Our needs for social interaction, however, can be fraught with doubt, anxiety, depression, and awkwardness. We may want to hang out with someone, but who do we ask? How do we ask? Is it bad that I only have one or two friends? How come I am not as popular as my peers, who seem to have crowds of friends? First, I want to discuss the Friendship Triangle, and then break down this topic by age group, as age, situation, and maturity play a large role in how we interact with and make friends.
What is a friend?
Friendship is a broad term to describe differing levels of [platonic] intimacy, from the person you just met to your best friend you’ve known for years. The people on the street you smile at are not friends, but are your classmates? Where is the line drawn? In the diagram below, we see that it takes time and trust to actually be considered a true friend. As you move up the triangle, the number next to how many of each you have decreases. As much as we might want to be popular or look at the kids in class with envy who seem to always be making plans, it is simply unrealistic to expect to have more than ten friends. A friend is someone who you make plans with outside of school, who you trust to a certain level, who you’ve known for a while. The people at school who seem to have fifty friends really do not have fifty friends by definition of the friend, and if they do, it would be near impossible to actually be close to all of them. However, not having ten friends does not mean you are less than those who do. This series is about comparing ourselves to others, afterall. I can say that even as a neurotypical lass, I never had more than five or six true friends, and one best friend. I had quite a few acquaintances, sure, and some that I still talk to a few years later, but in the nature of acquaintances, as we grow apart and move on, I find myself acquiring new acquaintances from my new classes or work. I am an introvert and have social anxiety, so it often takes me a while to open up and make these friends and acquaintances when I change schools (high school to university), or jobs, or locations. That is completely natural.
In elementary school, kids are still very young and developing. Empathy and social adeptness develop the older you get, so you get situations where kids have no friends, a ton of friends, or encounter a lot of bullying. It is both easy and rough-- you’re still a bit too young to make the kinds of deep friendships that occur later on, but you, along with your peers, are starting to practice.
Puberty typically starts around middle school, making it (typically) a hard time for everyone. School is just starting to be more serious, but you are meeting more people than you knew before, as each hour is a new set of students. This is where the idea of popularity really starts to develop, but oftentimes this has no direct translation to life outside of K-12.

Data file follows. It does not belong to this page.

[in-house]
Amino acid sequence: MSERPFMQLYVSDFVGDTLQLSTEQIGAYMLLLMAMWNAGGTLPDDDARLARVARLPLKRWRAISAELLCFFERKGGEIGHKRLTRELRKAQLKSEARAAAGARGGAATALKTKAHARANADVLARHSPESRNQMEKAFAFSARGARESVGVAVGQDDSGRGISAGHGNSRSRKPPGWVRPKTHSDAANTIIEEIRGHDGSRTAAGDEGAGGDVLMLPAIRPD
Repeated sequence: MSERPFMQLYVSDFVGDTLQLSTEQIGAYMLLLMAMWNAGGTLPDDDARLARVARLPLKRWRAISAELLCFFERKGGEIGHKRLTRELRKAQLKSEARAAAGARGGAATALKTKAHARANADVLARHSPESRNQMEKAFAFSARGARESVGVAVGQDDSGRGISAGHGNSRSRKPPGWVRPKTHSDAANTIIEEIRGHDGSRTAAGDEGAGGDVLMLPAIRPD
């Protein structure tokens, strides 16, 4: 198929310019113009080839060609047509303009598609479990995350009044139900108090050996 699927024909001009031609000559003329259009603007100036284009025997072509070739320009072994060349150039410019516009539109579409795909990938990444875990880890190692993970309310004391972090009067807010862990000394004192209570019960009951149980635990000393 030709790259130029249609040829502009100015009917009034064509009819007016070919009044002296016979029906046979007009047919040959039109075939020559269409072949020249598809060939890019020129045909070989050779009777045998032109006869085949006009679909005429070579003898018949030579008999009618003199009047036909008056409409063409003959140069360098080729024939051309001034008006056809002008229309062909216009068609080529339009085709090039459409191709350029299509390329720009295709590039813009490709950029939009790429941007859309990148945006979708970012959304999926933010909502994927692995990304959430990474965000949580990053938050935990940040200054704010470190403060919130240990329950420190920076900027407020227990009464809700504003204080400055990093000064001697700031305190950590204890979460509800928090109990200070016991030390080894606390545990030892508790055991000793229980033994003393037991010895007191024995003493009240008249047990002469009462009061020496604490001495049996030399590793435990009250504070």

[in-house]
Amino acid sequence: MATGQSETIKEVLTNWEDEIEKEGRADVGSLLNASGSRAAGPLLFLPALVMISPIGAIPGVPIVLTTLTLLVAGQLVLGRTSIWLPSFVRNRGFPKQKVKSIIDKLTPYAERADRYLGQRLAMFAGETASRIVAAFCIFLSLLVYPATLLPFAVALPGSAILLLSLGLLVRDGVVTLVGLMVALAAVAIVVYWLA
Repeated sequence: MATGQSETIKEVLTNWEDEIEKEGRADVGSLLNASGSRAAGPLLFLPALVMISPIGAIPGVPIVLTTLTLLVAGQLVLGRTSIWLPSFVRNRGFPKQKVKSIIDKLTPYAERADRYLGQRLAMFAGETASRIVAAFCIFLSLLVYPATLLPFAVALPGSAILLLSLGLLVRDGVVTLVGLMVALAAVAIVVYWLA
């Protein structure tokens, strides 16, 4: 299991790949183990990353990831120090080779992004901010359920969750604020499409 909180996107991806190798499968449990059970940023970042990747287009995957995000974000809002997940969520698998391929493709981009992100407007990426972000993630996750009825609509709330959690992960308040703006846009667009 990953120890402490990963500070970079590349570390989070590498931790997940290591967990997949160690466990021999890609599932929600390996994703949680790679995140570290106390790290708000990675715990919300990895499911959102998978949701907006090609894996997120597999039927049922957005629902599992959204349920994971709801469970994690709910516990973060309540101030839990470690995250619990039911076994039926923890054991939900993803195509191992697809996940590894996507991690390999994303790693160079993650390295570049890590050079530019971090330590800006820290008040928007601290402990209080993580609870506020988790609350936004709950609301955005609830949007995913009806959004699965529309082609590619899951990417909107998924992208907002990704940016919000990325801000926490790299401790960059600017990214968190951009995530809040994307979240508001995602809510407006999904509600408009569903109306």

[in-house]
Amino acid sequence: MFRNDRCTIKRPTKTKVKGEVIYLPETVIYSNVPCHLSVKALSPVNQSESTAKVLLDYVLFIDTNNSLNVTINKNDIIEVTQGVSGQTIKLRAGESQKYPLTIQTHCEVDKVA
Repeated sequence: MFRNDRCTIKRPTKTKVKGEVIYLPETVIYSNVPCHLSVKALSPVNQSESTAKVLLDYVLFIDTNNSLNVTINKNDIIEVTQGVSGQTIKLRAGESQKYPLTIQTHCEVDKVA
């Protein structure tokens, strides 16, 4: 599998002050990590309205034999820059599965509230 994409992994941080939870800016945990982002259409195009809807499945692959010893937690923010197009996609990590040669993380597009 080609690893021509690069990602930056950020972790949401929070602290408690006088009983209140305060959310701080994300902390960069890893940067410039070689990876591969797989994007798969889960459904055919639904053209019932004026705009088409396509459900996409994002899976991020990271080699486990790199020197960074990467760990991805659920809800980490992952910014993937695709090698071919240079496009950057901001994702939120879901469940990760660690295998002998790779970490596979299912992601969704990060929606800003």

High school is both like and very unlike what is caricatured in the media. People are starting to get older and more focused on school, and are starting to think about who they are and might want to be. High school is where we can get “cliques” (band kids, athletes, AP/IB kids, etc). As you develop your style and interests, you can start joining groups or making friends based on interests. Who is considered the most popular or coolest person, however, can differ based on your school culture. For me, it was whoever was in the running for highest GPA/ranking were the names most gossiped about and spread; for some it is who is doing drugs, who is having sex, who is the “prettiest.” It can be very easy to be caught up in wanting others to like you by changing to fit these characteristics, but once those four years are up and you move to college or the workforce, these things no longer matter, and if you put too much stock into it, you can find yourself feeling lost and unhappy.
Here we see how futile being “popular” really is-- there are simply too many people. It becomes more important to make actual connections, to find out who you are and what kind of person you get along best with. It can start out with only knowing a roommate, but the more you become active in clubs, jobs, class, etc., the more people with similar interests you can meet.
It can be hard to make friends when you are no longer surrounded by 20+ people in one or more classrooms every day. It really becomes important to put yourself out there to be connected to others. Join the groups you are interested in, engage on social media, and simply saying hi to coworkers can help build friendships.
Written by Katy Evans